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What the new holiday-let rules mean for you as government plans crackdown

The government is planning a crackdown on holiday lets with new rules that could impact people across the country.

Converting homes into short-term holiday lets would require planning permission under government plans to stop residents being “pushed out of cherished towns”.

The government has said it will consult on the change and on another proposal for a registration scheme for short-term holiday lets.

Airbnb welcomed the government taking forward its plans for the register, but said it wanted to ensure any changes to the planning system “strike a balance between protecting housing and supporting everyday families who let their space to help afford their home and keep pace with rising living costs”.

Below, we take a look at what the new rules could mean for you.

Airbnb welcomed the government taking forward its plans for the register, but said it wanted to ensure any changes to the planning system “strike a balance”

(Getty Images)

What will it mean for my chances of getting an Airbnb at a fair price?

The specific issue the government wants to tackle is the practice of “industrialising” Airbnb and similar rental platforms. This has long been an issue in cities such as Barcelona, with entire apartment blocks bought up by investors specifically to let as short-term rentals to tourists (and business people) who want an alternative to a hotel. The practice distorts the property market by removing capacity that could otherwise be rented or sold to local people.

By introducing a new category for holiday lets, and making it subject to local planning controls, the hope is that speculative acquisition of properties can be regulated. Compared with the current relatively free market, there will be a tightening of supply – leading to less choice and higher rates.

But the original concept of Airbnb – whereby homeowners rent out spare rooms – will not be affected by any changes in the law. The government is also suggesting that property owners could also let out their entire home for 30, 60 or 90 days. Were 90 days to be chosen, that would provide a lot of peak-season capacity.

What are the plans?

Planning permission could be required to convert homes into short-term holiday lets under the plans. People who want to change the use of their property from a ‘C3 dwellinghouse’ to a ‘C5 short-term let’ are set to have a new permitted development right.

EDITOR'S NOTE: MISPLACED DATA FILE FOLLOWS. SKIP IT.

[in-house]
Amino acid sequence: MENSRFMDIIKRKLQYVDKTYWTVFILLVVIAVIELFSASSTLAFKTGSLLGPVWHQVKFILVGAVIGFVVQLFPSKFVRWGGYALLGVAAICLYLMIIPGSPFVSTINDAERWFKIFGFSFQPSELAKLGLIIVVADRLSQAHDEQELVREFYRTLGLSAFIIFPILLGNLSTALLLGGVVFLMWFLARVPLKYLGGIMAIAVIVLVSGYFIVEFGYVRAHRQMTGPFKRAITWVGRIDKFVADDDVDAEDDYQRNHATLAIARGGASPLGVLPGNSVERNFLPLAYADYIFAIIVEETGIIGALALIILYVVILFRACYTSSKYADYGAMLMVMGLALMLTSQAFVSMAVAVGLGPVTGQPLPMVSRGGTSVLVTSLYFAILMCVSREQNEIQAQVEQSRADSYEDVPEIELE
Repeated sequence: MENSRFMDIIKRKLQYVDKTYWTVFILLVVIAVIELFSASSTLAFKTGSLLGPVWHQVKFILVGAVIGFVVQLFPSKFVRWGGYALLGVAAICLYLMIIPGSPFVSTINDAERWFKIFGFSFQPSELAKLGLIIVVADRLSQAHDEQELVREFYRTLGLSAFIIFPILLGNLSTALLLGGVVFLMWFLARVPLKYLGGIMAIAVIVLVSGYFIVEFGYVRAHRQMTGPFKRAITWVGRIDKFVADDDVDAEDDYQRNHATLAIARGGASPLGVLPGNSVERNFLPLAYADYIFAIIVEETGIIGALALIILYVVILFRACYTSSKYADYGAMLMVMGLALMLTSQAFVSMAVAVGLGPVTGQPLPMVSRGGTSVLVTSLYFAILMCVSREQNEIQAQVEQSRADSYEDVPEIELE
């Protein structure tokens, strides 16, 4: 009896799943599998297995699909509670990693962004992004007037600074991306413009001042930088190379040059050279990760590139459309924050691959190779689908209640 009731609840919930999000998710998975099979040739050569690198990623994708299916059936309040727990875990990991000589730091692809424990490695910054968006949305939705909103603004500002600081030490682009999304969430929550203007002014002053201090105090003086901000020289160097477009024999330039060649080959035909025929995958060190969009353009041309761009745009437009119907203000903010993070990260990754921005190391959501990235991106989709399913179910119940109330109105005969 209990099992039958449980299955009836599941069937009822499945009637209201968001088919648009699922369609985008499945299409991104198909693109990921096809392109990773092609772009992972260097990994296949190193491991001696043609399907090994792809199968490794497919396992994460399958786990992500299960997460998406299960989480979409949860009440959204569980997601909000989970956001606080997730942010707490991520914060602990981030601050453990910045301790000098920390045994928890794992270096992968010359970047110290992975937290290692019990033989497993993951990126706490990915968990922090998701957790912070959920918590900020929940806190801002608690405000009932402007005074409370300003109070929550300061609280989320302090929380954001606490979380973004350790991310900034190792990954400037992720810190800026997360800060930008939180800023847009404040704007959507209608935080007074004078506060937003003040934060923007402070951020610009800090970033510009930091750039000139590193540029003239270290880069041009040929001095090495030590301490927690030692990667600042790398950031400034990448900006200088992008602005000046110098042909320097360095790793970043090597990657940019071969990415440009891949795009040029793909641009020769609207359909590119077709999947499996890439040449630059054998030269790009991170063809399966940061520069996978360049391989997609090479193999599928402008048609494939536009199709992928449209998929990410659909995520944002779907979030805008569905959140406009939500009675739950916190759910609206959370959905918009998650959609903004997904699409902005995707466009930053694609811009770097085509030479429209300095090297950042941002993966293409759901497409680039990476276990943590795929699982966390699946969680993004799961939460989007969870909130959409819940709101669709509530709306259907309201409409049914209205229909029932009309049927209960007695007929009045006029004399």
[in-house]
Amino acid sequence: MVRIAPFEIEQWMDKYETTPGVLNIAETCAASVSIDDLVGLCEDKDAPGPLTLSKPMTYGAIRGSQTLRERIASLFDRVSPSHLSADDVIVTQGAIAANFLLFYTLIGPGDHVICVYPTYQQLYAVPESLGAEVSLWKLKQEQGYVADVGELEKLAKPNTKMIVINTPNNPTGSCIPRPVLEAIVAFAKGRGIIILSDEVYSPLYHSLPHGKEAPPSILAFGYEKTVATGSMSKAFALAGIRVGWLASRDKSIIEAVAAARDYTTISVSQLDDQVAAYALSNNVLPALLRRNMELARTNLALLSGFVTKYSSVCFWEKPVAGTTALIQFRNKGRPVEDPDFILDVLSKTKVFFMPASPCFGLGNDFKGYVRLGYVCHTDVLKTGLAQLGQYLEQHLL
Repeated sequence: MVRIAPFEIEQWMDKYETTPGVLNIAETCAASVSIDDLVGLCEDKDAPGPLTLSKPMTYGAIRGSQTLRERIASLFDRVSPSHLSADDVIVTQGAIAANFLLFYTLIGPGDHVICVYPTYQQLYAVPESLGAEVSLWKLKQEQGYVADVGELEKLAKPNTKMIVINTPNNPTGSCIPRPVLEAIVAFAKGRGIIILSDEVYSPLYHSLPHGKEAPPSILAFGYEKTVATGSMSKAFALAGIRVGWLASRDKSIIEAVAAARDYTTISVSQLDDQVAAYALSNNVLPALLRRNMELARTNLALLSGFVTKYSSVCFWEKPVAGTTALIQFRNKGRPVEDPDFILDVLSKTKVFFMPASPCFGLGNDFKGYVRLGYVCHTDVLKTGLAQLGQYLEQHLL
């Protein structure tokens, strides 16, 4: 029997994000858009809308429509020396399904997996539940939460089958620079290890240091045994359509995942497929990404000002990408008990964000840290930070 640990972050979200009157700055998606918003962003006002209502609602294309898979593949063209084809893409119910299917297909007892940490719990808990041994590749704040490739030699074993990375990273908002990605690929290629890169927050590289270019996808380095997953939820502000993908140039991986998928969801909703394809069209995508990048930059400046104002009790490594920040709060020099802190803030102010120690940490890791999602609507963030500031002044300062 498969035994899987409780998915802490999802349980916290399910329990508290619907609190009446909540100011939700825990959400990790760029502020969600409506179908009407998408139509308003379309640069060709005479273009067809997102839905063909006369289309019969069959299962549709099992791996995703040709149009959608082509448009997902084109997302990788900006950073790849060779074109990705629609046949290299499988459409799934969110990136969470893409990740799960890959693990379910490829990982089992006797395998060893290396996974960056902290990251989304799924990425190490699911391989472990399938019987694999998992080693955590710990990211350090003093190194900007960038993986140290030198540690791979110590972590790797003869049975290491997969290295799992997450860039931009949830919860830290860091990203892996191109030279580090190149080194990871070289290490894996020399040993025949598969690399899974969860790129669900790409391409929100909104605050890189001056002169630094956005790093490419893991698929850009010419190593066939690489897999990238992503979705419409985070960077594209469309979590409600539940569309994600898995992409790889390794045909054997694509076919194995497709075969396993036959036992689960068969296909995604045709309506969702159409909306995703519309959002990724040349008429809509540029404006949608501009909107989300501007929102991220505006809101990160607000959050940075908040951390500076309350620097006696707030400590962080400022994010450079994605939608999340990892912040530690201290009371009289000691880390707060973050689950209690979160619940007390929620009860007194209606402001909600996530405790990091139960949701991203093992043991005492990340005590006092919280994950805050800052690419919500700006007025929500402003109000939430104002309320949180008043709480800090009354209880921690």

While the definition of a short-term let is yet to be finalised, currently it will include properties used just as holiday lets as well as those used for overnight stays that are not someone’s main home.

The definition is as follows: “Use of a dwellinghouse that is not a sole or main residence for temporary sleeping accommodation for the purpose of holiday, leisure, recreation, business or other travel.”

The Department for Levelling Up, Housing and Communities said it will consult on requiring planning permission for an existing home to start to be used as a short-term let, as well as whether to give owners the flexibility to let out their home for a maximum number of nights a year without the need for the permission.

The government said local authorities could choose not to use the planning controls, and that they would only apply in England.

It said the register is being introduced through the Levelling Up and Regeneration Bill currently going through Parliament, while the planning changes, subject to the outcome of the consultation, would be introduced through secondary legislation later in the year.

Why are the new rules set to be introduced?

The government is cracking down on second homes in tourist hotspots to stop residents being “pushed out of cherished towns”.

Communities Secretary Michael Gove said: “Tourism brings many benefits to our economy but in too many communities we have seen local people pushed out of cherished towns, cities and villages by huge numbers of short-term lets.

“I’m determined that we ensure that more people have access to local homes at affordable prices, and that we prioritise families desperate to rent or buy a home of their own close to where they work.

“I have listened to representations from MPs in tourist hot spots and am pleased to launch this consultation to introduce a requirement for planning permissions for short-term lets.”

How could the rules affect those who already have a holiday let?

Short-term let properties will be grouped into the new C5 short-term use category when the changes are introduced, which is likely to be later this year.

Therefore, only new short-term let owners will have to apply for planning permission. And this only applies when local councils choose to impose these new planning permission restrictions.

What is the process set to be?

A planning application for a change of use must be filled out.

The standard fee for this, which is £452, would apply, according to the government.

Usually, these applications are decided within eight weeks, as this is the statutory target. However, an abnormally large or complex application in England could take up to 13 weeks to process.

When faced with a longer waiting time or a refusal, homeowners can appeal.

During the eight-week process, a three-week consultation will take place among the local community.

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